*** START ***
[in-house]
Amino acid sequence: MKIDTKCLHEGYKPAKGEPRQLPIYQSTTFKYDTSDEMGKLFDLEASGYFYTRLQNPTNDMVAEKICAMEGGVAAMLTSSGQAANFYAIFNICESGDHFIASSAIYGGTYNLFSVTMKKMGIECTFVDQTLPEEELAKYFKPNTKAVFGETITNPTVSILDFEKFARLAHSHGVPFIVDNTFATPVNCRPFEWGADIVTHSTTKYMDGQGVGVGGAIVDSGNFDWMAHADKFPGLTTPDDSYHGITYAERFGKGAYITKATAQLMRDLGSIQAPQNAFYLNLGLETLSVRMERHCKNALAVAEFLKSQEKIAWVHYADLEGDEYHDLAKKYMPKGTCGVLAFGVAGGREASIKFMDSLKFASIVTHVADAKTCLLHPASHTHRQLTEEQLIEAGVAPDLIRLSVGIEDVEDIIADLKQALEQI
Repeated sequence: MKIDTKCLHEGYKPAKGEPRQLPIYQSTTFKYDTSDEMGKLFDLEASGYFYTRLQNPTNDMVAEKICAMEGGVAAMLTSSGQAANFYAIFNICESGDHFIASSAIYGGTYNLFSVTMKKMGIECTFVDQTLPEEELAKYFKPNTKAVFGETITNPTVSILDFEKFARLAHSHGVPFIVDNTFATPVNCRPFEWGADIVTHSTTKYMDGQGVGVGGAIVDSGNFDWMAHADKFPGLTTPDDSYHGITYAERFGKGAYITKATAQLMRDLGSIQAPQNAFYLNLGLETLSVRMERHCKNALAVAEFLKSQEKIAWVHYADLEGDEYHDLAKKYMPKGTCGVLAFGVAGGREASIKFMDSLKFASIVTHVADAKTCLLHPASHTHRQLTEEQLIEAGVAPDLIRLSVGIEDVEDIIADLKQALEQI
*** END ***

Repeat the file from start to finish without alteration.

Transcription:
[in-house]
Amino acid sequence: MKIDTKCLHEGYKPAKGEPRQLPIYQSTTFKYDTSDEMGKLFDLEASGYFYTRLQNPTNDMVAEKICAMEGGVAAMLTSSGQAANFYAIFNICESGDHFIASSAIYGGTYNLFSVTMKKMGIECTFVDQTLPEEELAKYFKPNTKAVFGETITNPTVSILDFEKFARLAHSHGVPFIVDNTFATPVNCRPFEWGADIVTHSTTKYMDGQGVGVGGAIVDSGNFDWMAHADKFPGLTTPDDSYHGITYAERFGKGAYITKATAQLMRDLGSIQAPQNAFYLNLGLETLSVRMERHCKNALAVAEFLKSQEKIAWVHYADLEGDEYHDLAKKYMPKGTCGVLAFGVAGGREASIKFMDSLKFASIVTHVADAKTCLLHPASHTHRQLTEEQLIEAGVAPDLIRLSVGIEDVEDIIADLKQALEQI
Repeated sequence: MKIDTKCLHEGYKPAKGEPRQLPIYQSTTFKYDTSDEMGKLFDLEASGYFYTRLQNPTNDMVAEKICAMEGGVAAMLTSSGQAANFYAIFNICESGDHFIASSAIYGGTYNLFSVTMKKMGIECTFVDQTLPEEELAKYFKPNTKAVFGETITNPTVSILDFEKFARLAHSHGVPFIVDNTFATPVNCRPFEWGADIVTHSTTKYMDGQGVGVGGAIVDSGNFDWMAHADKFPGLTTPDDSYHGITYAERFGKGAYITKATAQLMRDLGSIQAPQNAFYLNLGLETLSVRMERHCKNALAVAEFLKSQEKIAWVHYADLEGDEYHDLAKKYMPKGTCGVLAFGVAGGREASIKFMDSLKFASIVTHVADAKTCLLHPASHTHRQLTEEQLIEAGVAPDLIRLSVGIEDVEDIIADLKQALEQI